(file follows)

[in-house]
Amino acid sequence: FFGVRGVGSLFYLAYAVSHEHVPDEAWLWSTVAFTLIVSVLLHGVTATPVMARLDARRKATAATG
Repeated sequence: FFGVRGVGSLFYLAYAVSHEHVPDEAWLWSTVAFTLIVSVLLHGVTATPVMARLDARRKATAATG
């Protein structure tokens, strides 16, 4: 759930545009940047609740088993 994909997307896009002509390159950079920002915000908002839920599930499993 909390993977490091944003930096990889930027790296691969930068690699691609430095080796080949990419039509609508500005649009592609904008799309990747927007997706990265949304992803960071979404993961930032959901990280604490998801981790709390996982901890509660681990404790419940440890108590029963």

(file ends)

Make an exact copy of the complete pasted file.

[in-house]
Amino acid sequence: FFGVRGVGSLFYLAYAVSHEHVPDEAWLWSTVAFTLIVSVLLHGVTATPVMARLDARRKATAATG
Repeated sequence: FFGVRGVGSLFYLAYAVSHEHVPDEAWLWSTVAFTLIVSVLLHGVTATPVMARLDARRKATAATG
């Protein structure tokens, strides 16, 4: 759930545009940047609740088993 994909997307896009002509390159950079920002915000908002839920599930499993 909390993977490091944003930096990889930027790296691969930068690699691609430095080796080949990419039509609508500005649009592609904008799309990747927007997706990265949304992803960071979404993961930032959901990280604490998801981790709390996982901890509660681990404790419940440890108590029963």